Indices : machine/processor/workstation , : product/service type , : additional resource (employees, tools, transport units, etc.) , : period .
Parameters : the time required to make a product on the machine , : if the product is made using a machine , then ; otherwise, , : the number of additional resource types , : if the additional resource is used to make the product on the machine , then determines the number of additional resources necessary for this execution; otherwise, , : if the additional resource is used to make the product on the machine , then ; otherwise, , : if the operation of the product on the machine to be executed before the operation on the machine , then ; otherwise, .
Inputs : demand/order for product .
Auxiliary Parameters : coefficient for conversion number of periods for the variable .
Decision Variables : if the additional resource in period is used to make the product on the machine , then ; otherwise, , : the number of last periods in which the product is made on the machine , : if the period is the latest in which the additional resource is used to make the product on the machine , then ; otherwise, , : Makespan.
Constraints(1), . Determination of the makespan. (2), , . The allocation of resources to the machine during product realization. (3), . The allocation of at most one product to the machine in a given period of time. (4), . The limited availability of resources (capacity constraints).(5) , , , . , , . Operations cannot be interrupted. (6), , , . Determination of the time of the end product realization on the machine. (7), . The sequence of operations (precedence constraints).(8) , , , . , , , . , . Binary values and integer values.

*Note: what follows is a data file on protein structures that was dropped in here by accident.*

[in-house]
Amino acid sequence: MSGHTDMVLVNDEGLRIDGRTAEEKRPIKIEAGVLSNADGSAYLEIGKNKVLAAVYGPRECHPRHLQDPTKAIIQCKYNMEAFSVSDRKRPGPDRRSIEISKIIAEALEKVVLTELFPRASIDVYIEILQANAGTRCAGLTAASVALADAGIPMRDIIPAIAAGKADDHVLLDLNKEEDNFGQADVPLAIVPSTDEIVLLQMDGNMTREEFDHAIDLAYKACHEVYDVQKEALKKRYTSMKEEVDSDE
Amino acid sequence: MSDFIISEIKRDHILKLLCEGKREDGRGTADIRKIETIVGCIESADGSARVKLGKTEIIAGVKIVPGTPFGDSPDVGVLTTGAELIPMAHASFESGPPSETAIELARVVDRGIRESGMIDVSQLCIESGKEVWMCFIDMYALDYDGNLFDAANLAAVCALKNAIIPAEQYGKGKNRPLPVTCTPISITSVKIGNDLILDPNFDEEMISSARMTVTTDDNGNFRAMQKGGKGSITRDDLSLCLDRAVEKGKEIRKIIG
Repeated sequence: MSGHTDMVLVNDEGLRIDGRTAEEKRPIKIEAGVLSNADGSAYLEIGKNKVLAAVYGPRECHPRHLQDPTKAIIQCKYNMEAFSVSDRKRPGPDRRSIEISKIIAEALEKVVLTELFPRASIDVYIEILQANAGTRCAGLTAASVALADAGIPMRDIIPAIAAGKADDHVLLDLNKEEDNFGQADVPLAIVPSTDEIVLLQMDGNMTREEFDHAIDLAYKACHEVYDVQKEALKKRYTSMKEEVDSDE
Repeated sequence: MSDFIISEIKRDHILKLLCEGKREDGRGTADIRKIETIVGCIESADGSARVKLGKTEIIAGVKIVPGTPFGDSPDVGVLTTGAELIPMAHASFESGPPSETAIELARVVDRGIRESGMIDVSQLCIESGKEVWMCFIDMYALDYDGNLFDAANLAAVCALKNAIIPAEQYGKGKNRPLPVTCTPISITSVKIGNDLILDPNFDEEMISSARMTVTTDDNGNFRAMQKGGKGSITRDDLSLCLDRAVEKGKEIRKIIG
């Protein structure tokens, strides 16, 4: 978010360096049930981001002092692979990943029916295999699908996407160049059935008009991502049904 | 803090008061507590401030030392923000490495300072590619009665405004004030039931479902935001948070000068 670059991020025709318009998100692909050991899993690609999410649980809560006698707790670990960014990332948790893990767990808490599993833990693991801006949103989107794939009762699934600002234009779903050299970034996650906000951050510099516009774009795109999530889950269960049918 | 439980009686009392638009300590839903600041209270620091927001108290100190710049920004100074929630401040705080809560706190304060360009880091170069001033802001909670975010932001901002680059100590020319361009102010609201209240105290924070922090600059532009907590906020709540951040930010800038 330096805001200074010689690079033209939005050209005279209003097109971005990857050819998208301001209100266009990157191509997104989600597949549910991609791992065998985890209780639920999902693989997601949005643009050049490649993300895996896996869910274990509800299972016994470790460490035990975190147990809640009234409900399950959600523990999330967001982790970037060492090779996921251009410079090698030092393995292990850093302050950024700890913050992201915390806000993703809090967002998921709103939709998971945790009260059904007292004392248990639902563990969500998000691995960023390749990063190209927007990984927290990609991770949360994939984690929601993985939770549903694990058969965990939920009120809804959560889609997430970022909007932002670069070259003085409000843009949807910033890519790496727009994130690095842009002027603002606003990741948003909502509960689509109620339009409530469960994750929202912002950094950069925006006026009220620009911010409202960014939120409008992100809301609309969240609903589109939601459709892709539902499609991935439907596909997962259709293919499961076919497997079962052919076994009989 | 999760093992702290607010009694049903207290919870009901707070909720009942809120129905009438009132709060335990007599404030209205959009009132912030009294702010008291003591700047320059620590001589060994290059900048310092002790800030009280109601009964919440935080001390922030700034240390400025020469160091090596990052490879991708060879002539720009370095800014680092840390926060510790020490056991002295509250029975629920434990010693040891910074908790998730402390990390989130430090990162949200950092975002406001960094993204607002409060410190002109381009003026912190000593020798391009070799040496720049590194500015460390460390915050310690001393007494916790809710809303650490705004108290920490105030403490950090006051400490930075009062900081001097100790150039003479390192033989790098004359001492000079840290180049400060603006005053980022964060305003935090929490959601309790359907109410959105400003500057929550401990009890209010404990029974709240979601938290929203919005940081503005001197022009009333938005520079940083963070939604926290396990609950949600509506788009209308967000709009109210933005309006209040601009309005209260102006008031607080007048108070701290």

D.2. Formal/Mathematical Model for Illustrative Example after Transformation
Indices : machine/processor/workstation , : additional resource , : period , : implementation and index after transformation (combined indices ).
Parameters : the time required to make implementation , : the number of additional resources , : if the additional resource is used to make implementation , then determines the number of additional resources necessary for this implementation; otherwise, , : if the additional resource is used to make implementation , then ; otherwise, , : if the implementation to be executed before the implementation , then ; otherwise, , : if the implementation is made using a machine , then ; otherwise, .
Inputs : demand/order for implementation .
Auxiliary Parameters : coefficients for conversion numbers of periods for the variables .
Decision Variables : if the additional resource in period is used in implementation , then ; otherwise, , : the number of last periods in which the implementation is made, : if the period is the latest in which the additional resource is used in implementation , then ; otherwise, , : Makespan.
Constraints(1). Determination of the makespan. (2), . The allocation of resources to the machine during product realization. (3), . The allocation of at most one product to the machine in a given period of time. (4), . The limited availability of resources (capacity constraints). (5), , . , . Operations cannot be interrupted. (6), , . Determination of the time of the end product realization on the machine. (7). The sequence of operations (precedence constraints). (8), , . , , . . Binary values and integer values.
Description of the Group Predicates
P1:  general predicates (universal), independent of the modeled problem (e.g., to create lists based on facts) 
P2:  predicates that implement the constraints of the problem, objectives, conditions, and so forth, depending on the modeled problem (ID_pro) 
P3:  predicates that implement different types of questions, depending on the modeled problem (ID_pro) 
P4:  predicates that implement transformation of the modeled problem, independent of the modeled problem 
P5:  predicates that implemented the automatic generation of the MILP model. 
Competing Interests
The authors declare that there is no conflict of interests regarding the publication of this paper.
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Copyright
Copyright © 2016 Paweł Sitek and Jarosław Wikarek. This is an open access article distributed under the Creative Commons Attribution License, which permits unrestricted use, distribution, and reproduction in any medium, provided the original work is properly cited.